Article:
Thanks for your quick response after reading through a few more forums it just wasn't worth trying to get the bios fixed... What I did was researched who was the manufacturer of the MOBO of the Acer Aspire T180, Got the answer on Ebay they were selling the MOBO for $79.99 plus $9.99 for shipping I couldn't wait and didn't want to pay that much for an old mobo. So I went over to MicroCenter with the shopowner of the Computer picked up a MSI K9N6PGM2-V 2 AM2/AM2 FOR $44.99 AFTER A $10 REBATE. Popped out the old MOBO and in with the new everything came up fine didn't even have to load new drivers but I did anyway. System came up a bit faster then before. Only complaint I have on the new mobo was there was only two memory slots instead of 4 on the old one other than that it did the trick.... It's not a sexy board with a whole bunch a features but still gave me more control that what Acer left us with. Case resolved and the computer will be up and running for business tomorrow.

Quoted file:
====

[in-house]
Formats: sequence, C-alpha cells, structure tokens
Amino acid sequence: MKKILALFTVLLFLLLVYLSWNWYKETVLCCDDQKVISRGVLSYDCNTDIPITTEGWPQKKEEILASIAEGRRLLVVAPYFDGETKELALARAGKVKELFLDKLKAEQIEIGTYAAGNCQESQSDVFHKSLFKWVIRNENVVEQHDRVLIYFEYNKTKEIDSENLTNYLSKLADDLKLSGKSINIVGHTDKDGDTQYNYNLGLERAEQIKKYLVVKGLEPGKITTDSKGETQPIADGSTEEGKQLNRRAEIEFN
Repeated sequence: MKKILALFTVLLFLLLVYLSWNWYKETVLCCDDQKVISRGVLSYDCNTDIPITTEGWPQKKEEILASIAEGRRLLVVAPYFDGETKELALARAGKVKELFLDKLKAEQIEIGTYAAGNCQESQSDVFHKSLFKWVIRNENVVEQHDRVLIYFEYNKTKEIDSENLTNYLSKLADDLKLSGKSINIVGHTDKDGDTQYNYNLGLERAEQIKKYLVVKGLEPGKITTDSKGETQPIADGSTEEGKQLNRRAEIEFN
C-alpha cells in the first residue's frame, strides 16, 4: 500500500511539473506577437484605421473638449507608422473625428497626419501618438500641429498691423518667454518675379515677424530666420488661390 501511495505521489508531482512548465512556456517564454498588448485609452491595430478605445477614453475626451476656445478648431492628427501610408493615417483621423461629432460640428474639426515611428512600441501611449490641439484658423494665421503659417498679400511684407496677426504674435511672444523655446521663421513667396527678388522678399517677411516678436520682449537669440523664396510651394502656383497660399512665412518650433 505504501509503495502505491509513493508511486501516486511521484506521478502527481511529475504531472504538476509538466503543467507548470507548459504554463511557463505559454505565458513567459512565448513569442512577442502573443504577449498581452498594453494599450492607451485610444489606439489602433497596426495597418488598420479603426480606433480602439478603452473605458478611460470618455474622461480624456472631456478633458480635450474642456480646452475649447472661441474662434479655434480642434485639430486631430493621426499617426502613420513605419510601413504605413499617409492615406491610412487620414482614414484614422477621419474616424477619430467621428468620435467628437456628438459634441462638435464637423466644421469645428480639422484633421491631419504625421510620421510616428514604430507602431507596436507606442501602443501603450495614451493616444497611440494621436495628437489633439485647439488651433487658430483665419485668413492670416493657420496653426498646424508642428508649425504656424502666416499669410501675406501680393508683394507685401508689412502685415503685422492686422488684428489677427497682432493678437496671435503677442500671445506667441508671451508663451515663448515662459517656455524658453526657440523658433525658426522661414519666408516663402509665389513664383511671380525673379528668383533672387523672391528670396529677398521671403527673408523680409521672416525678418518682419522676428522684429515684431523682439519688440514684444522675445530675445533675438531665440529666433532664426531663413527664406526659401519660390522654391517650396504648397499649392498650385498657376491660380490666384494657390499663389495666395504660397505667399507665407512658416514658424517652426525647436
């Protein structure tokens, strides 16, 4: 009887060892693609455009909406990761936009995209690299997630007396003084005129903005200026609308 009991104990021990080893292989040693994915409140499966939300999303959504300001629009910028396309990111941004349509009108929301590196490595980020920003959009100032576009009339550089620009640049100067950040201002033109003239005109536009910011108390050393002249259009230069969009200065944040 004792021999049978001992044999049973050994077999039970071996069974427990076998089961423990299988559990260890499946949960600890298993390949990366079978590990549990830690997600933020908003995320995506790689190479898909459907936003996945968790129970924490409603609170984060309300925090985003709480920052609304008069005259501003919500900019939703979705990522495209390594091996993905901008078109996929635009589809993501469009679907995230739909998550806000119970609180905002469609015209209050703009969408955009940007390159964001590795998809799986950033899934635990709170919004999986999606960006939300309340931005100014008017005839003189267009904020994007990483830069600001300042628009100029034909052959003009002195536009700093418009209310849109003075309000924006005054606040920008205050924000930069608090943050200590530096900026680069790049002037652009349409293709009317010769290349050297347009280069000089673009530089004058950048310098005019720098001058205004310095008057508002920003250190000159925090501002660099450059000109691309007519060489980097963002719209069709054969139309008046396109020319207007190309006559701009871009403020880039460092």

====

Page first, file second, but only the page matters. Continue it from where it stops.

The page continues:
Thanks,

Will

0

Yeah, mine at least was a Foxconn motherboard. Sounds like eBay was definitely the best solution for you. I'm glad it worked out for you with minimal frustration and bloodshed. :)

0

is there any ides more about this kind of problem mentioned above I have done some of these step below:
1. reset a bios by removing out a cmos battery placed inside a motherboard and placed it out about 15 to 20 minutes.
2. entering a computer setting and trying to boot it first from a cd rom for re installing a new OS.

I doesn't reach a booting system because the problem always blocked it.

thank

Elisam

0

Hello friends, a couple of days I decided to install Windows 7 on an Acer Aspire M1100.
Once you install the whole operating system, appears on the screen ruling: "Verifying DMI Pool Data".
I've been looking for forums about 5 days and I give the solution, if it finally can not install Windows 7, I hope that at least you can install Windows Vista or Windows XP without problems. Do you know the final solution for this? I am desperate. Would greatly appreciate your help or collaboration.
A greeting from Spain.
Javi

0

If you guys have tried all of the above steps I mentioned initially without success, then chances are very good your BIOS chip is fried. In which case, there is nothing you can do, short of contacting the motherboard manufacturer.

0